Eclipse Ecosystem

A blog devoted to promoting the Eclipse ecosystem

Wednesday, October 18, 2006

Three Things I've Learned working in Open Source

It's quickly closing in on my first year at the Eclipse Foundation and I have learned a heck of a lot. People keep asking me how working in Open Source is different than what I was doing before, and I seem to be zeroing down on three key points.

1. Do everything in the open. This was a really tough thing for me to adjust to. I was used to just doing stuff and asking permission/forgiveness later, or for controversial stuff just firing off an email to my boss and saying "here's what I'm going to do". I never got away with that here. If I told Skip, Mike, Ian, Bjorn (etc) that I was going to do something the response was swift and consistent - "Did you ask the add-in provider reps for ideas?" "Did you ask the comitter reps for ideas?" "Blog about it first and see what the community thinks." "You need to open a bug, contact this mailing list and/or post to this newsgroup to see what the community thinks."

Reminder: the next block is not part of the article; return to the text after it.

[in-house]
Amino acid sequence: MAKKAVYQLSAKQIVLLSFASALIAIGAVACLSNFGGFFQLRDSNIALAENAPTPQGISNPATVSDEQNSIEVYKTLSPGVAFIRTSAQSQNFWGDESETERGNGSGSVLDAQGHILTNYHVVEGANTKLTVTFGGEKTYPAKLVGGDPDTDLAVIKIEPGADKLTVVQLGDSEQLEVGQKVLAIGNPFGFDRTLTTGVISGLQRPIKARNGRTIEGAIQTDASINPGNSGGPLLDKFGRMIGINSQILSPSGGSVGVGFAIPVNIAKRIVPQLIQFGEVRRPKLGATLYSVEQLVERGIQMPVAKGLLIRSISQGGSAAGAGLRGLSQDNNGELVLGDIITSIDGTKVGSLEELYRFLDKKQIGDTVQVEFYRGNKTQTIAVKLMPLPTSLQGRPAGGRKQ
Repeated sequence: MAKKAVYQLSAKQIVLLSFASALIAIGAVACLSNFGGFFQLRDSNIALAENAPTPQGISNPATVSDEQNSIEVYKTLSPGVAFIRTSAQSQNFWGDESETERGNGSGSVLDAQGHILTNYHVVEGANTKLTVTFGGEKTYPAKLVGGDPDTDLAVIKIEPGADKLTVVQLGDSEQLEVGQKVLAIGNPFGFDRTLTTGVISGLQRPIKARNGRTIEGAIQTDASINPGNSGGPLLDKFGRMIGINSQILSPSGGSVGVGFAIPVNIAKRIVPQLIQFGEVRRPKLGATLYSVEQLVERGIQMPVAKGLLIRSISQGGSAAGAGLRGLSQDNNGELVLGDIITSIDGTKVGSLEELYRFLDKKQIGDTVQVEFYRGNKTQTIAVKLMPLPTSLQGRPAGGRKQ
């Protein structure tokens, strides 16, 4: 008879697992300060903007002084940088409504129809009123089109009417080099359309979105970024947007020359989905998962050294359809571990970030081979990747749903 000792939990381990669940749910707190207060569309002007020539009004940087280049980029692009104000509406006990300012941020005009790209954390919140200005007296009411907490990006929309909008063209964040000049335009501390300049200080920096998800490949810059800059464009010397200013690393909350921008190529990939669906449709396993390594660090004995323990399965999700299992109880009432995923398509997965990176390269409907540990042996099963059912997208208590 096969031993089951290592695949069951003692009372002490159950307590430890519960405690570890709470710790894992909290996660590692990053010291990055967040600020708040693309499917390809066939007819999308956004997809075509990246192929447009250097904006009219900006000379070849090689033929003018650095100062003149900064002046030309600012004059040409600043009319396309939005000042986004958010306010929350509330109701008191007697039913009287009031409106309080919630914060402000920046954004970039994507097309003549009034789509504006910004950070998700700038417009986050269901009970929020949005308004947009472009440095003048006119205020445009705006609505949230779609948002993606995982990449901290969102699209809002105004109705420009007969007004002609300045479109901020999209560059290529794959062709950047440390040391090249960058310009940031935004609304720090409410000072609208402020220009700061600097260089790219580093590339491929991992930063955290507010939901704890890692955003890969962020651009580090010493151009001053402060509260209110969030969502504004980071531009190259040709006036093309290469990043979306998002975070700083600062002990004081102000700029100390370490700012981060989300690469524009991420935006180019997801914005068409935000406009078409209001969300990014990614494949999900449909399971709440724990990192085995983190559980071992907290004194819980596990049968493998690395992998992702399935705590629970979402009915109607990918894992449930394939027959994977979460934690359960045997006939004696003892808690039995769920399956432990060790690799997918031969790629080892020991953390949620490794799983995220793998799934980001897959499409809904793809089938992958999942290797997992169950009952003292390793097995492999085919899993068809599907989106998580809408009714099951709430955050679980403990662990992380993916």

2. Check the ego at the door. Why do things in the open if you aren't completely open to feedback, new ideas and critique. In fact, I think that's the whole point of doing things in the open, and a key reason that Open Source is successful. Wisdom of crowds. Some criticism will be really polite (and constructive), some criticism will be really scathing (and yet still constructive). You need to learn to see through the emotion, pick up on the key ideas and work constructively with it.

3. Prepare to have your good ideas used mercilessly by everyone. I'm here to promote the Ecosystem, so I love it when we have a good idea that gets picked up and leveraged by our members and supporters. But part of doing things in the open is that your detractors can also see what your plans are well in advance and will imitate you as best they can. It is flattering of course, especially when their resources, reach and skills just aren't there to pull the ideas off to the same degree.

- Don

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